Kenyans: ‘We still have IDPs to this day’ | Africa | DW | 06.04.2016
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Kenyans: ‘We still have IDPs to this day’

It was what Kenyans had waited for with bated breath. Would Deputy President William Samoei Ruto’s trial in The Hague continue or would he be free at last? This is how Kenyans reacted to the news of the mistrial.

The news from the trial chambers of the International Criminal Court (ICC) that the case against Ruto and his co-accused, journalist Joshua Arap Sang had been dismissed, was met with a wave of celebration amongst Ruto supporters throughout Kenya. In Rift Valley region, a Ruto stronghold, business came to a standstill.

In the capital Nairobi, the reactions were varied. "At least they should have considered the plight of the internally displaced people (IDP)," said businessman Fred Onyango. “Until today we have some internally displaced people who have not been resettled,” he pointed out.

In the wake of the election violence that rocked Kenya in late 2007 and 2008, over 1,000 people were killed and more than 600,000 had to flee their homes due to the ethnic violence. Neighbors torched each others houses, machetes were made into weapons and in the chaos, women were abused and raped. At the time, buses ferried people across the country to their ancestral homes or other ‘safe' places. Many were housed in IDP camps.

Kenyans fleeing post-election violence in January 2008, picture: (AP Photo/Karel Prinsloo)

Over 600,000 people were forced to flee their homes in the wake of the violence.

The ICC, a toothless tiger?

Onyango felt that the ICC had failed Kenyans. "What is the use of being a member? I think it is good to get rid of it all together," he added. Both Ruto and Arap Sang were accused of committing and inciting crimes against humanity that included murder, forcible transfer of population and persecution.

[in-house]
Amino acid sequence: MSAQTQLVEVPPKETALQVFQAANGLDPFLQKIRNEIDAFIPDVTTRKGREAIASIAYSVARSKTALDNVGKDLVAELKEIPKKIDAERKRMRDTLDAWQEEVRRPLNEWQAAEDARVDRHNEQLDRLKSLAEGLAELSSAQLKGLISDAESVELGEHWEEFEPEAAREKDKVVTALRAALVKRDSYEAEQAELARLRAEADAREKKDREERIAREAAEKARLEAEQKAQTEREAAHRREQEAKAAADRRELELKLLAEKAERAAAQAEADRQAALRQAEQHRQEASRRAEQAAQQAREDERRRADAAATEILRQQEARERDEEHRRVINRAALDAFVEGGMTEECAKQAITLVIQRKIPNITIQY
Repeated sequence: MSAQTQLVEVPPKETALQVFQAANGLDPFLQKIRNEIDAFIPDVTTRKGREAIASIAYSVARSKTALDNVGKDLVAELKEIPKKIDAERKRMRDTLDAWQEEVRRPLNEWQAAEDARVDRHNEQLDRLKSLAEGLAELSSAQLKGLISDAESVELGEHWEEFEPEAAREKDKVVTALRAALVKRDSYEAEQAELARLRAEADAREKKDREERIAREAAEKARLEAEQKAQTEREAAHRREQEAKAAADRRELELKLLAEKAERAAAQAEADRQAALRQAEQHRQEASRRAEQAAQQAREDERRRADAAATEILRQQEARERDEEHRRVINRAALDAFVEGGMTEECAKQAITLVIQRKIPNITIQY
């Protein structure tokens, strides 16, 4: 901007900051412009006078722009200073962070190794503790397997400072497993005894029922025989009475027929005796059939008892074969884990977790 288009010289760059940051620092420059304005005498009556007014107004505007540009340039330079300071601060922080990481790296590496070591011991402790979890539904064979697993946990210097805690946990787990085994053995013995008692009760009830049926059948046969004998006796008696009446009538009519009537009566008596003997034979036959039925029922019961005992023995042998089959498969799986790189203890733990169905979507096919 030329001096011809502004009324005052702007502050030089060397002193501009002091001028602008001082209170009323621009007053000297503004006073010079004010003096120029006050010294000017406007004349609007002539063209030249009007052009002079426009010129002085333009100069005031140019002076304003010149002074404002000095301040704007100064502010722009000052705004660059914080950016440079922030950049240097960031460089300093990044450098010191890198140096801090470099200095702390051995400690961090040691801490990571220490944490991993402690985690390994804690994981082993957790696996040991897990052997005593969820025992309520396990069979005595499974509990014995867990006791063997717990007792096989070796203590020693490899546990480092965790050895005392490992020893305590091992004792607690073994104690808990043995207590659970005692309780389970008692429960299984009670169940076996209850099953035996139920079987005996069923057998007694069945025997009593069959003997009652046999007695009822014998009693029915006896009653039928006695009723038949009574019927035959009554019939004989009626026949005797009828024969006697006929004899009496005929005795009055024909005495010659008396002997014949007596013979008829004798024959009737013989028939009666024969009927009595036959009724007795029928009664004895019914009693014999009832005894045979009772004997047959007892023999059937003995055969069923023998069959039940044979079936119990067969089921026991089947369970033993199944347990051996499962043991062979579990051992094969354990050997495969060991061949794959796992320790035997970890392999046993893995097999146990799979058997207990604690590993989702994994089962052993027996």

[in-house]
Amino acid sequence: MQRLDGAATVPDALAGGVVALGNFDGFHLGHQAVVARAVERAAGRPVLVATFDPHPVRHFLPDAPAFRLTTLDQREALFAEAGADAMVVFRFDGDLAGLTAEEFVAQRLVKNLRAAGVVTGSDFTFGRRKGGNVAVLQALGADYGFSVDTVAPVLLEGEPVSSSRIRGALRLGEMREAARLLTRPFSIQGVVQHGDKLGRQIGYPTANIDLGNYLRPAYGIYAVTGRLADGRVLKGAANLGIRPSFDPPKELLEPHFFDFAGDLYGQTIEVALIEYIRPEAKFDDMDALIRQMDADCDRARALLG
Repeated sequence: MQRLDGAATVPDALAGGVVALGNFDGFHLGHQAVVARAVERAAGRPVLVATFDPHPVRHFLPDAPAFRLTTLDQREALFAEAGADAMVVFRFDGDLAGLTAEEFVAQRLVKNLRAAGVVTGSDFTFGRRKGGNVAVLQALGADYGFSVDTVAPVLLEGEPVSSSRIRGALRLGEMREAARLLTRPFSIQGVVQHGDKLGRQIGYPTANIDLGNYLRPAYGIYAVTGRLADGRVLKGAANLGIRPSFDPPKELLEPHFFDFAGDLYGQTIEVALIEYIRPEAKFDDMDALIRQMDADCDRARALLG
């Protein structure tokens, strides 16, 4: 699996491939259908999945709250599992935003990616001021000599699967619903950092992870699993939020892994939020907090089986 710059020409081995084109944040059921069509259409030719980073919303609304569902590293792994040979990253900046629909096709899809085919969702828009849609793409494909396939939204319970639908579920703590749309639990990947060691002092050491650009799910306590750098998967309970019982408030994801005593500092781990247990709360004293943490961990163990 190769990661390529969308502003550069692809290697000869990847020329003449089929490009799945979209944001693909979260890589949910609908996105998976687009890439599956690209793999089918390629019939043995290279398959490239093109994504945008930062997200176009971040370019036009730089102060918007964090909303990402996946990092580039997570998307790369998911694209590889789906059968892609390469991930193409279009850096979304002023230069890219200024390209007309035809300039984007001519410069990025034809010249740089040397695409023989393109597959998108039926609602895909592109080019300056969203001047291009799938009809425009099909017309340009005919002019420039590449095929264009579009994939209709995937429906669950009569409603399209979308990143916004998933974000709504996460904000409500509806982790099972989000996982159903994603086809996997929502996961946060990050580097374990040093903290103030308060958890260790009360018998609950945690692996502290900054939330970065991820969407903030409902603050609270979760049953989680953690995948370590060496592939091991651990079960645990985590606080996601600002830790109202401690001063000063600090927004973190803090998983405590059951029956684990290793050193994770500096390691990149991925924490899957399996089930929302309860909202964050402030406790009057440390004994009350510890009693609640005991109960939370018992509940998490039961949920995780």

Based on an assessment of the evidence, the judges at the ICC had found that Chief Prosecutor Fatou Bensouda's team, had no case against Ruto and Arap Sang. Sixteen of the 42 witnesses had changed their stories or refused to testify. The prosecution team put this down to witness intimidation, bribery or fear of reprisals.

This is the second time that the ICC has admitted defeat in an attempt to bring to justice the instigators of the 2007 post-election violence in Kenya. The first time was when they dropped a similar case against Kenyan President Uhuru Kenyatta.

Uhuru Kenyatta being cheerfully received by crowds after turning home from the ICC in 2014, picture: REUTERS/Noor Khamis

In October 2014, supporters lined the streets to greet President Kenyatta (right, next to Ruto) whose ICC case had just been dismissed.

Shadrack Odimbo a gospel music artist in Kenya says that he is satisfied with the ruling as he feared that there would be a repeat of the violence that Kenya witnessed in 2007. For the peace in Kenya, he was happy about the outcome, he told DW. In 2007 Odimbo lost his younger brother during the post-election violence. His mother, on the other hand is not satisfied with the court's ruling. "Her house was burned, she lost one of her children. My mum is not satisfied with the ruling because she cannot go back to the normal life that she used to have," he added.

A level playing field

Eddy Mwangi a Kenyan human rights activist also thought that that the ruling is good for the country's future. "The ruling had very sensitive reactions as far as Kenyan politics is concerned." The ruling, Mwangi said, had changed politics in terms of government and opposition. "We are going to celebrate that no one has been left at the ICC and we are going to be planning for peaceful elections ahead of 2017."

Wilfred Nderitu, a lawyer to the victims of the post-election violence on Wednesday said that the victims will not be appealing the court's decision.

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